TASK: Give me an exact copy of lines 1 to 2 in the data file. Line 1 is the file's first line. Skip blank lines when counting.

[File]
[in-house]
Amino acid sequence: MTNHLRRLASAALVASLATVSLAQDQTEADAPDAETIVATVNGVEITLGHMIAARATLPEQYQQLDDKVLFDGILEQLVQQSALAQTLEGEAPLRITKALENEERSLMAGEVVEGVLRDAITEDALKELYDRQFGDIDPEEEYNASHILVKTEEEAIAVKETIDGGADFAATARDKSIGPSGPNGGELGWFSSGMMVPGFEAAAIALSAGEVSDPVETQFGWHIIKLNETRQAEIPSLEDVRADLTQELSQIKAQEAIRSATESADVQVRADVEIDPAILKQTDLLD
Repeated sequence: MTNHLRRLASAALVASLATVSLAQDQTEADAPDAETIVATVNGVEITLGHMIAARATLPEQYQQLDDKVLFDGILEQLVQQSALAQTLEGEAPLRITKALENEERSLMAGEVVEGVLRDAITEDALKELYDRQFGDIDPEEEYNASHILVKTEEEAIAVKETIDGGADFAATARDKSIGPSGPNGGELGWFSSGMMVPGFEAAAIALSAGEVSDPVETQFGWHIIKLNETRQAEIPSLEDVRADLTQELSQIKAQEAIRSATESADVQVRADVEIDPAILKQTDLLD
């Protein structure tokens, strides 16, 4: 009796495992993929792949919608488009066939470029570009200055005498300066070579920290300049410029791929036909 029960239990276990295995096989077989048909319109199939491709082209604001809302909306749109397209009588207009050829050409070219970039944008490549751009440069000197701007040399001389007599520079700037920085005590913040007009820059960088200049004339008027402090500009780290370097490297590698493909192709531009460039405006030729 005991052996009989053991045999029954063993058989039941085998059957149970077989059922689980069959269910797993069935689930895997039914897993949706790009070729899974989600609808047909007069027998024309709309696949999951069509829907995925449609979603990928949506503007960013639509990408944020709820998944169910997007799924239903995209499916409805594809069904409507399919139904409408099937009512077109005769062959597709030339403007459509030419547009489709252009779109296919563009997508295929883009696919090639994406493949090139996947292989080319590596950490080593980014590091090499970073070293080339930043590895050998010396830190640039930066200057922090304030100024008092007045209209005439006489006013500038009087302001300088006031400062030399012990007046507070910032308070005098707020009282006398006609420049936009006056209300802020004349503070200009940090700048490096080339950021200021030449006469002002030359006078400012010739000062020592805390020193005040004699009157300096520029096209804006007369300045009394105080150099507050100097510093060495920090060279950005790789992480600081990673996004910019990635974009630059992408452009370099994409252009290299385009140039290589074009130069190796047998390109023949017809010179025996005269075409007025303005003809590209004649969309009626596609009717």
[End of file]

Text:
[in-house]
Amino acid sequence: MTNHLRRLASAALVASLATVSLAQDQTEADAPDAETIVATVNGVEITLGHMIAARATLPEQYQQLDDKVLFDGILEQLVQQSALAQTLEGEAPLRITKALENEERSLMAGEVVEGVLRDAITEDALKELYDRQFGDIDPEEEYNASHILVKTEEEAIAVKETIDGGADFAATARDKSIGPSGPNGGELGWFSSGMMVPGFEAAAIALSAGEVSDPVETQFGWHIIKLNETRQAEIPSLEDVRADLTQELSQIKAQEAIRSATESADVQVRADVEIDPAILKQTDLLD